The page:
Why Does My Cat Drool When I Pet Him?

Excessive drooling in cats is a symptom of contentment, anxiety, teeth or gum disorders, broken teeth, cranial nerve damage, kidney complications, infected or damaged salivary glands, rabies or the feline herpes virus. Drooling also results from certain medications, plants and alcohol-based flea repellents.

The most common reason for excessive drooling is to express contentment. When accompanied by kneading of the paws, this instinct reflects the cat's behavior during infancy when it would knead around its mother's nipple to stimulate lactation during feeding. Heavy drooling can also signify an anxious response towards bitter medication or a trip to the vet. Liver complications also cause excessive salivation, but this symptom is typical of cats that are still growing.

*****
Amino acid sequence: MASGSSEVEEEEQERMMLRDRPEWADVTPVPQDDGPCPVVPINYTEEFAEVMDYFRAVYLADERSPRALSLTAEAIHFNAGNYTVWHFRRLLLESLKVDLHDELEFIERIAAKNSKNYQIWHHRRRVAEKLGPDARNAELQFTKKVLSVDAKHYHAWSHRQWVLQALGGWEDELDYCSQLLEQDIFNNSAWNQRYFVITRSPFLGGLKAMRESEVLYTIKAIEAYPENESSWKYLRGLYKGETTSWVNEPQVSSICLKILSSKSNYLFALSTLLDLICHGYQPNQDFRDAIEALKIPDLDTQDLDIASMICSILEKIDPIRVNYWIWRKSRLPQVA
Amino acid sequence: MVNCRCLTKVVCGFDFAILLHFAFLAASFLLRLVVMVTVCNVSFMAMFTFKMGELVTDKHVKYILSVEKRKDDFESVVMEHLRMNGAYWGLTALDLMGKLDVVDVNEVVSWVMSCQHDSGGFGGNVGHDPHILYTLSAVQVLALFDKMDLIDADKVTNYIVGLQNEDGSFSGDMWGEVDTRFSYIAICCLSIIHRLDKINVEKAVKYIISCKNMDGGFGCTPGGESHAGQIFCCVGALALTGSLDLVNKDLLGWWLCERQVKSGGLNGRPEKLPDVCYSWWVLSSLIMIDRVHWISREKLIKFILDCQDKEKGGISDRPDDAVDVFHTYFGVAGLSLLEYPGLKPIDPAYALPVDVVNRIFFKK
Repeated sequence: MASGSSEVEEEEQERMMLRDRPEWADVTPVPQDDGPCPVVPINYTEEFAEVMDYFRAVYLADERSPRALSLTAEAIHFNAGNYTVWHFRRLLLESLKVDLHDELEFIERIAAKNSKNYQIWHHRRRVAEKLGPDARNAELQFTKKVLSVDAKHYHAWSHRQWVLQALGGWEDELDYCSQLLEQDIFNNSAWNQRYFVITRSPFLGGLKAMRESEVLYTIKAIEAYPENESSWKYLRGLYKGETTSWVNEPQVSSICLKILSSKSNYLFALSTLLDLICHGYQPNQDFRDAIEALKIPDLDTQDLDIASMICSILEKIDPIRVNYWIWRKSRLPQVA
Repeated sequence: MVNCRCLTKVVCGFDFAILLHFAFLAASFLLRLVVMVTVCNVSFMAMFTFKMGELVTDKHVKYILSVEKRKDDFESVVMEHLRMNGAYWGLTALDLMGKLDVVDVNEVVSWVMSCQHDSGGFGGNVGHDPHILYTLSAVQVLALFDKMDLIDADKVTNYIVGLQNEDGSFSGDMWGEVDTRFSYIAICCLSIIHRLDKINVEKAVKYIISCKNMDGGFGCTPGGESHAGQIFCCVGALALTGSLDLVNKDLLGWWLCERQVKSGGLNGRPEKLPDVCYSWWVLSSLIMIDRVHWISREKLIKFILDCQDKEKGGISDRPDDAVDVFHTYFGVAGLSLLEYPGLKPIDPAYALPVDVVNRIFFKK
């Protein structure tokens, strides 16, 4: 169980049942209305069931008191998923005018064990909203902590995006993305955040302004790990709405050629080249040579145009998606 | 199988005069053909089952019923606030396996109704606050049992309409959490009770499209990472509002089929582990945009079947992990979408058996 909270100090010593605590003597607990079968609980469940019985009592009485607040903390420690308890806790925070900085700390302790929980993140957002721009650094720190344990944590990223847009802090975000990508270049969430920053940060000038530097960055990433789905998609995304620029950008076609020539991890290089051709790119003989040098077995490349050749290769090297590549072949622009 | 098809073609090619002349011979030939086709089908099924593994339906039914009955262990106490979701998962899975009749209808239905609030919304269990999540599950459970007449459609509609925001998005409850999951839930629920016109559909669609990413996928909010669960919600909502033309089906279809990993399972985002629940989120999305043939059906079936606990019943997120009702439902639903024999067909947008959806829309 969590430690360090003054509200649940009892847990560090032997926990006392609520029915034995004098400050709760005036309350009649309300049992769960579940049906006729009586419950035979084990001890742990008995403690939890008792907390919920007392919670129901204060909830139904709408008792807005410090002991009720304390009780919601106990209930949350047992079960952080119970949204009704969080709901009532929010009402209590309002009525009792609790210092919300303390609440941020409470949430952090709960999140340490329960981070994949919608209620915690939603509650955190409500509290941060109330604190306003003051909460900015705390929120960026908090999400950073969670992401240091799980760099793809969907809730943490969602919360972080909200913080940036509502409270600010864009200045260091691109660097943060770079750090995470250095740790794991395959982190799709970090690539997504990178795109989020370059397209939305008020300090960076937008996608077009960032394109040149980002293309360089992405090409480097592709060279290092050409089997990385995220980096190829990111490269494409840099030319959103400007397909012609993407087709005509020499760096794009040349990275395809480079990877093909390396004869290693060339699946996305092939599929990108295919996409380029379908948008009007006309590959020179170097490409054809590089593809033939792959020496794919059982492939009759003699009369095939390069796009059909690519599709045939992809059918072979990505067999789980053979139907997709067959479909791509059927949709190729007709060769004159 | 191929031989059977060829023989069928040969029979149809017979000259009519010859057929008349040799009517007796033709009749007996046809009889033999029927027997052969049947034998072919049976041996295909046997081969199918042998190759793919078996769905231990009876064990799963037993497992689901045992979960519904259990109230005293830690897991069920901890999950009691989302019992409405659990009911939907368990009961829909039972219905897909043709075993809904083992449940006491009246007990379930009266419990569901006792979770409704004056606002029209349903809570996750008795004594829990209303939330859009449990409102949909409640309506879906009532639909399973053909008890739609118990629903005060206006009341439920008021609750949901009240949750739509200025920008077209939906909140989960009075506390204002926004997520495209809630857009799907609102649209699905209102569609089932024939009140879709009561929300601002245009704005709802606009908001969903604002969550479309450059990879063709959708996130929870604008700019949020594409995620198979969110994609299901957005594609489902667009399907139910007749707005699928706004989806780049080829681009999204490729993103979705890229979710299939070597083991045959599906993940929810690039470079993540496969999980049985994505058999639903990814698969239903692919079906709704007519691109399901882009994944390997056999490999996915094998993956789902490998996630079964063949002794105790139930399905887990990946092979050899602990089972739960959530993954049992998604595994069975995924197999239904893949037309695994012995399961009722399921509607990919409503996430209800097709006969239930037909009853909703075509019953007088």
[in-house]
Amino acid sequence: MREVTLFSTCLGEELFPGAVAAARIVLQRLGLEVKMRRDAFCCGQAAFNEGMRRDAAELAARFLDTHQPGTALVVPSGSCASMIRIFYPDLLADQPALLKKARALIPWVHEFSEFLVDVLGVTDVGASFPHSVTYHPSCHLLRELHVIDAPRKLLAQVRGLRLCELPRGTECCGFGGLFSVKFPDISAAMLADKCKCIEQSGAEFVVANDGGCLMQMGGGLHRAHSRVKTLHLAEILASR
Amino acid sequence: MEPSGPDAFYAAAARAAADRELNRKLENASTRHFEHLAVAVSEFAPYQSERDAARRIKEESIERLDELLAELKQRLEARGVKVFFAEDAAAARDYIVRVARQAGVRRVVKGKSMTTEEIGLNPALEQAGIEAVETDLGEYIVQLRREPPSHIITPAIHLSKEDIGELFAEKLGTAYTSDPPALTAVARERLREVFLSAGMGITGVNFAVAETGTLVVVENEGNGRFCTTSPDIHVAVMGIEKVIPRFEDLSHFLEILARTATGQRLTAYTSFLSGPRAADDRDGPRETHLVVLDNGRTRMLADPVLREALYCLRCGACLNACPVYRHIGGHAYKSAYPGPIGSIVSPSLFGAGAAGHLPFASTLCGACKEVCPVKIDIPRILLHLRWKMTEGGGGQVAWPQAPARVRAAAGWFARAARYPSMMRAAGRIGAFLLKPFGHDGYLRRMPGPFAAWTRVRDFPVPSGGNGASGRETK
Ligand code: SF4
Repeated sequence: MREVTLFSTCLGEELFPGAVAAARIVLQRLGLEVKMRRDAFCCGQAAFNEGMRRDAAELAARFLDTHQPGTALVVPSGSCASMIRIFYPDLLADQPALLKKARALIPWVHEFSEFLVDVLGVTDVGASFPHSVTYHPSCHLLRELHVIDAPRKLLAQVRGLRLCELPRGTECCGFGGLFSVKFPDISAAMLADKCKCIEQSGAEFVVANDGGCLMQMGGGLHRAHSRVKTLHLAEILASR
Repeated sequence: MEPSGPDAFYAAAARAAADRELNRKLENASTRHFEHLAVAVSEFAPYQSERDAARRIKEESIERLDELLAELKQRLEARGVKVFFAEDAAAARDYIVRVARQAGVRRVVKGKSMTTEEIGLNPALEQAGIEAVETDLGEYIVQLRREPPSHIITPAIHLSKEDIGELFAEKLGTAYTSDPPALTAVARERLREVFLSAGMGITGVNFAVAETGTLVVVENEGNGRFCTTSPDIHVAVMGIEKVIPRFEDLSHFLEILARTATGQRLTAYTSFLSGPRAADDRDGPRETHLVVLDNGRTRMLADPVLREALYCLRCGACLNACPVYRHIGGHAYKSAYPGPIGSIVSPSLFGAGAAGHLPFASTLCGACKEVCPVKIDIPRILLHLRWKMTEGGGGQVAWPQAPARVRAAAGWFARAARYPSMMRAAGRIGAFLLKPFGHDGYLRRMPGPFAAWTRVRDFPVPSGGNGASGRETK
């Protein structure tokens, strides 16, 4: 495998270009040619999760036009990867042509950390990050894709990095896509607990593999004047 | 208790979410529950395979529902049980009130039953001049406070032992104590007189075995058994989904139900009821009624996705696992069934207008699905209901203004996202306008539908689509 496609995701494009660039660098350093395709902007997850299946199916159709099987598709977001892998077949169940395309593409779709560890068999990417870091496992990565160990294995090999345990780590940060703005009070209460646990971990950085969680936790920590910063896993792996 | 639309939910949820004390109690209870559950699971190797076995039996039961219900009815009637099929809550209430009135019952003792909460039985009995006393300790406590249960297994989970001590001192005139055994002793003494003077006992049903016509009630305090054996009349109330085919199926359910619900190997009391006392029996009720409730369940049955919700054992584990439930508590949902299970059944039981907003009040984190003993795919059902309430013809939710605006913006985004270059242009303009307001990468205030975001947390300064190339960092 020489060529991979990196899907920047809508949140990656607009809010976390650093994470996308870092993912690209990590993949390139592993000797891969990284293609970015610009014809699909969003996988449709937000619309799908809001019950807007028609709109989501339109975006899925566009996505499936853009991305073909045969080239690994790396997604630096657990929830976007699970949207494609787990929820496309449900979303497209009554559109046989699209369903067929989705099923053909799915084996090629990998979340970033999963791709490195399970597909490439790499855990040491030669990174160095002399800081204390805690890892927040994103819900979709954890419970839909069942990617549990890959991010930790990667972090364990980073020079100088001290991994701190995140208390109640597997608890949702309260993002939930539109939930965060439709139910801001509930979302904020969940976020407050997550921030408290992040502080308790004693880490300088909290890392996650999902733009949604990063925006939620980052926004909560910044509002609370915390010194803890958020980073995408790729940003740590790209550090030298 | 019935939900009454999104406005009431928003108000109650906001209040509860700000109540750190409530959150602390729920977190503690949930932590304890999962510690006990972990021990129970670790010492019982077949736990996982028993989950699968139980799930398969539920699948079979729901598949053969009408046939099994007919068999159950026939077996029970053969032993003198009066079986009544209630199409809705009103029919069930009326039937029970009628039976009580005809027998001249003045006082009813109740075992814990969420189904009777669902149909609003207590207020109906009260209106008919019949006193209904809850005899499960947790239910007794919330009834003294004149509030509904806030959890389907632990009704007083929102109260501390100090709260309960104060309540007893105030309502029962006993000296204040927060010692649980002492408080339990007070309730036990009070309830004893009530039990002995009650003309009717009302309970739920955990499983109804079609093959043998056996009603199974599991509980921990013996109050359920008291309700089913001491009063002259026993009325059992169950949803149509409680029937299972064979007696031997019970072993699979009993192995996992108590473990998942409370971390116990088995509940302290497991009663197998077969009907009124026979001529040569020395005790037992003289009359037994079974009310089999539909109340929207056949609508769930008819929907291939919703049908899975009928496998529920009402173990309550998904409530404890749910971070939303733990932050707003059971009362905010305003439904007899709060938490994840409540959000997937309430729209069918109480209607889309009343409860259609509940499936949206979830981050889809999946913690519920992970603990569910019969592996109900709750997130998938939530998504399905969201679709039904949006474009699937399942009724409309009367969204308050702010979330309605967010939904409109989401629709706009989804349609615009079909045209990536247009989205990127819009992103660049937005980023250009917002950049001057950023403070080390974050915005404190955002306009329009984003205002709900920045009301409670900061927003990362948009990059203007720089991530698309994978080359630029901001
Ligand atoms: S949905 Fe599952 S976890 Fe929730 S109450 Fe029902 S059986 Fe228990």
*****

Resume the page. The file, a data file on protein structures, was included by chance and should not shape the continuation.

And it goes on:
A cat may have contracted the feline herpes virus if a fever, sneezing, eye discharges or loss of appetite accompany the salivation. Excessive drooling is also a symptom of rabies if it occurs alongside a fever, seizures, paralysis, a dropped jaw, trouble swallowing, lack of coordination, unusual shyness or aggression, excessive excitability, constant irritability or drastic changes in attitude and behavior. Consult a veterinarian immediately if a cat appears to have contracted rabies or the feline herpes virus or is suffering from liver complications.